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Putin Consolidates Power After Russian Government Ministers Resign


When it comes to the Russian government, there's really only one name that counts. Of course we're talking about President Vladimir Putin. So even though, as of today, Russia has a new prime minister, it's still really all about Putin. We've got NPR's Lucian Kim with us from Moscow to explain what's happening there. Hi, Lucian.

LUCIAN KIM, BYLINE: Good morning.

MARTIN: All right. The entire Russian government resigned. Can you just explain what is happening? Explain the changes that apparently Putin is proposing.

KIM: Sure. I think it's good to look at sort of the sequence of events. I mean, Putin yesterday delivered his annual state of the nation address, and he said there were a lot of urgent changes that he wanted to implement - changes to the Constitution. Just a few hours later, the whole Russian Cabinet, led by Prime Minister Dmitry Medvedev, unexpectedly resigned. And then - if that wasn't surprising enough, Putin then nominated the head of the tax service as the new prime minister.

So in some ways, it looks like the news is the Russian government resigns. But I would...

MARTIN: Right.

KIM: ...I think the real news is Putin lays the groundwork for staying in power indefinitely.

MARTIN: Huh - OK. So let's talk more about this first. A name you just said is going to be familiar to some people - Dmitry Medvedev. He used to be the president, and then he was the prime minister. And now he's out.

KIM: Well, first of all, he's very unpopular. And in some ways, he's scapegoat No. 1 for all the economic hardship that Russians face today. So you know, Putin, by getting rid of Medvedev, maintains a certain aloofness as the leader in charge of the way Russia is seen in the rest of the world. Medvedev here is taking the fall for Putin, and it also helps Putin make the - sell the point that something is actually changing in Russia.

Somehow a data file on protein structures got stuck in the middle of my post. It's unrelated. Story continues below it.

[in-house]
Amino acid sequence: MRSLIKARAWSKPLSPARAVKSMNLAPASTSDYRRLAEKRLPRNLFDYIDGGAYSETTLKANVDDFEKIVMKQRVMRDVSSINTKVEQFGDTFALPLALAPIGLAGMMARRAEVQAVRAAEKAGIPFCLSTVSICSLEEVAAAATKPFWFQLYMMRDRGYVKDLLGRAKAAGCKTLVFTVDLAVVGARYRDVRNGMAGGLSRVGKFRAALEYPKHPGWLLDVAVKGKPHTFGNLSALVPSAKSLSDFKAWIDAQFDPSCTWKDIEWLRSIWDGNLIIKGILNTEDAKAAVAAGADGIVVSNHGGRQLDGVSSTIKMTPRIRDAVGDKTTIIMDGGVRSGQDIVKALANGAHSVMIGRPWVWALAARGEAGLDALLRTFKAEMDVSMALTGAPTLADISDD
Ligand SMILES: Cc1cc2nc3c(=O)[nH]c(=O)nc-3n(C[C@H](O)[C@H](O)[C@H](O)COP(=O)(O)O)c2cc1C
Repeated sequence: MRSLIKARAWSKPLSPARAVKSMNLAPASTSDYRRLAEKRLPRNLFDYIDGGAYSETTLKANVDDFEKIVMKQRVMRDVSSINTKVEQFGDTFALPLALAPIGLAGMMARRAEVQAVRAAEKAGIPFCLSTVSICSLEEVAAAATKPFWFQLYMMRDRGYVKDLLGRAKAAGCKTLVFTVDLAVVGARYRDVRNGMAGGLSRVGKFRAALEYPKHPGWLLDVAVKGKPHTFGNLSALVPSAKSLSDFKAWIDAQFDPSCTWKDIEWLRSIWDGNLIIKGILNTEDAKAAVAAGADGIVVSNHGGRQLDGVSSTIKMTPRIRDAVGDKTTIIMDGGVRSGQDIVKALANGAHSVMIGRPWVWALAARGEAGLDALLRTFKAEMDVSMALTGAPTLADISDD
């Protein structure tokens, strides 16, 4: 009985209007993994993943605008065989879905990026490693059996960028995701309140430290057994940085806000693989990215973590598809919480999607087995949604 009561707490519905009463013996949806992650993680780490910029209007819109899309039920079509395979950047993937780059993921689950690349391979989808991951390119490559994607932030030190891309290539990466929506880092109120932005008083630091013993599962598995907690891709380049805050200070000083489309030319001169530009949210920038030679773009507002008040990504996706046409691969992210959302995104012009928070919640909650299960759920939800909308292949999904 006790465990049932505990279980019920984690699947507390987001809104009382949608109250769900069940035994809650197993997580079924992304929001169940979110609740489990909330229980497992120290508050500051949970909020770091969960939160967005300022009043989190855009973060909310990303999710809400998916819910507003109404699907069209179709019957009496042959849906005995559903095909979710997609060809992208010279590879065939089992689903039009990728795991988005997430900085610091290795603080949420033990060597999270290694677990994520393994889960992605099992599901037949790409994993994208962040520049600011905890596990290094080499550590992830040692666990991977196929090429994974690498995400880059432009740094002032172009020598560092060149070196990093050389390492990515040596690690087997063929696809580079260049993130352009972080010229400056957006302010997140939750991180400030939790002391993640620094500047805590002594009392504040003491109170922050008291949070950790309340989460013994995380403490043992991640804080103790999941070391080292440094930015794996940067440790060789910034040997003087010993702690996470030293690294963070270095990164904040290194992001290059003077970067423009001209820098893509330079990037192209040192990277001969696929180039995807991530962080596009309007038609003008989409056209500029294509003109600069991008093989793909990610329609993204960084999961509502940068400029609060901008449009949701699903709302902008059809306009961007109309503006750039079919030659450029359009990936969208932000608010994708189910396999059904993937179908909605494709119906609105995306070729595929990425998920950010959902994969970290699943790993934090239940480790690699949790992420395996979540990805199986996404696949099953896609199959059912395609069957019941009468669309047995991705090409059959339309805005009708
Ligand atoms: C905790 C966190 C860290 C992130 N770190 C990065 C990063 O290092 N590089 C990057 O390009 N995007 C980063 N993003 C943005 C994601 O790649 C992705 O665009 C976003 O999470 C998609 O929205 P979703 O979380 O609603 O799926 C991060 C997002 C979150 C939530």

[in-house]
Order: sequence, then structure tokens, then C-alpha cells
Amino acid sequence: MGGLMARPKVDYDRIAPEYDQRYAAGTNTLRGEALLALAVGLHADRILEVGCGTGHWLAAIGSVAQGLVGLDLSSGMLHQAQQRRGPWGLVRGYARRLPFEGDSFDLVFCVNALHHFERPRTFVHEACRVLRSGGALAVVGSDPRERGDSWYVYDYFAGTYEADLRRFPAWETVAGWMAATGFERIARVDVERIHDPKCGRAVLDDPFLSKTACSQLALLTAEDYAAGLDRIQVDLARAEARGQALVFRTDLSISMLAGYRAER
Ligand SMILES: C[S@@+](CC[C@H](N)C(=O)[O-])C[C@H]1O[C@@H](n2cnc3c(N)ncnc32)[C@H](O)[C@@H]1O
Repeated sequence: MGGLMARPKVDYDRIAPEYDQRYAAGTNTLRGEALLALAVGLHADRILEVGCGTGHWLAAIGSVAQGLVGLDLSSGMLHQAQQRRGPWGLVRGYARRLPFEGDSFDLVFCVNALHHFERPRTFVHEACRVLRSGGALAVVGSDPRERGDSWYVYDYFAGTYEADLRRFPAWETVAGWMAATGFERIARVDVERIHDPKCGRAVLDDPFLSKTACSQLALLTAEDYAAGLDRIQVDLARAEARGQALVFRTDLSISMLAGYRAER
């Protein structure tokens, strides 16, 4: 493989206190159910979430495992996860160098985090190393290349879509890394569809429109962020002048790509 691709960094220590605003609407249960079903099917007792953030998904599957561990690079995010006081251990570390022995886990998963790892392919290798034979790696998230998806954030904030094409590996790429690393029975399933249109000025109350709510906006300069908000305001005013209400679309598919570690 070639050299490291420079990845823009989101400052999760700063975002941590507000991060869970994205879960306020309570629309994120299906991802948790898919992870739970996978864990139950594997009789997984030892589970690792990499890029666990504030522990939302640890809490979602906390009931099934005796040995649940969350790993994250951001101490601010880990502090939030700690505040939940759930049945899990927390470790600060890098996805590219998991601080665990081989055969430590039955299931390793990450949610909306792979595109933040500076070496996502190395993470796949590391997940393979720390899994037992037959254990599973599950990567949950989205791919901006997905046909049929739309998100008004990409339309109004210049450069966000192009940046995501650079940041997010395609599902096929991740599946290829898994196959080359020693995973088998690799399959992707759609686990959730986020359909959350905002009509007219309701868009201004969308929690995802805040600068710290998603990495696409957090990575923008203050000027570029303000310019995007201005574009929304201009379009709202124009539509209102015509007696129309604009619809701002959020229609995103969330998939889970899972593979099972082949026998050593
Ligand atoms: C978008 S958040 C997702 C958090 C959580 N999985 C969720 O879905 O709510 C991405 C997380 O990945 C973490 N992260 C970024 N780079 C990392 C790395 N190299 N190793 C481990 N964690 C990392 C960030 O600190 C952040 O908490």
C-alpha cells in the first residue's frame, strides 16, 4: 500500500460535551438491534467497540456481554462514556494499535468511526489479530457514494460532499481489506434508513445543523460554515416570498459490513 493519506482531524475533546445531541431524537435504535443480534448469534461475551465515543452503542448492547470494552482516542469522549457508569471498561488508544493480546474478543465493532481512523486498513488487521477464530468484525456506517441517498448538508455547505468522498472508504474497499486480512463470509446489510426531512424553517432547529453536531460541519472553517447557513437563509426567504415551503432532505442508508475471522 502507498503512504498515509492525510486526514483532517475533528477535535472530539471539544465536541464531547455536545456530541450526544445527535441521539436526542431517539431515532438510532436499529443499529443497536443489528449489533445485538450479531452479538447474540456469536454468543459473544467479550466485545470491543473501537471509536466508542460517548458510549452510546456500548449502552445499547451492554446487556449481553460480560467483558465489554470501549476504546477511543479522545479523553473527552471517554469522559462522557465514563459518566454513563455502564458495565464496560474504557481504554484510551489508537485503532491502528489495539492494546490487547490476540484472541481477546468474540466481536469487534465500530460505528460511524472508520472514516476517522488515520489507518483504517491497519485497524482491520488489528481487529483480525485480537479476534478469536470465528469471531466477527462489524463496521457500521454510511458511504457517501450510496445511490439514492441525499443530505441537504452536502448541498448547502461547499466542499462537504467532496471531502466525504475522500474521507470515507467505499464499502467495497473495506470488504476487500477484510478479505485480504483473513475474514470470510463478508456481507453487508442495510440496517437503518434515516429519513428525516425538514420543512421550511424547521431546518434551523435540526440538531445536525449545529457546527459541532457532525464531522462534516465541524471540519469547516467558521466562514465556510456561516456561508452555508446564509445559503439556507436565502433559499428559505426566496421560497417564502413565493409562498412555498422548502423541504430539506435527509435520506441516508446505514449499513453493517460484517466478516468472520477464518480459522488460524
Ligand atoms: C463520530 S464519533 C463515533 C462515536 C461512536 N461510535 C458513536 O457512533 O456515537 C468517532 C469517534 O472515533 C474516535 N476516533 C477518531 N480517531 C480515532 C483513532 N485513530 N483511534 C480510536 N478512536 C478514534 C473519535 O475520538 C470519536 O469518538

What's interesting about Medvedev's fate is he's going to be called - named the deputy head of Russia's - the Russian Security Council. What's surprising is this job doesn't even exist formally, so it kind of shows there has been some hastiness and there's an element of surprise in this. There's a lot of speculation, of course, what this new position for Medvedev means. Does this mean he's being retired for good? Or does it mean that he's just being kind of put in this holding position so that Putin can, you know, kind of pull him out later if he needs him in a few years?

MARTIN: And it was widely understood that even when he was president, it was Putin who was really pulling the strings.

KIM: Yes, exactly.

MARTIN: What more can you tell us about the person who is the new prime minister?

KIM: Well, his name is Mikhail Mishustin. This is not at all a household name. I think even just yesterday, most Russians would not have been able to tell you who he is. He is seen as a technocrat. He has a reputation as a good manager. And really, he's implemented one of the successful changes in Russia. He's made the Russian tax service one of the most advanced in the world. He's done that by bringing digital technology to tax collection. I think what's also significant is his name is not well-known, and so this is not some ambitious highflier.

MARTIN: So the question is, how much is this really going to change how Russia is run? I mean, Putin was in charge before. Now the government's changed. Putin is still in charge.

KIM: Well, if the Russian stock market or the exchange rate of the Russian ruble are any kind of indication, the market is not at all worried. The fundamentals of Russian governance aren't changing. Putin has only shown quite clearly how he plans to stay in power. In many ways, what's happening now should be looked at as sort of a technical adjustment. Everybody expected Putin to stay in power, and now he's sketching out how he will do it.

MARTIN: All right. NPR's Lucian Kim from Moscow. Thank you. We appreciate it.

KIM: Thank you. Transcript provided by NPR, Copyright NPR.

Lucian Kim
Lucian Kim is NPR's international correspondent based in Moscow. He has been reporting on Europe and the former Soviet Union for the past two decades.
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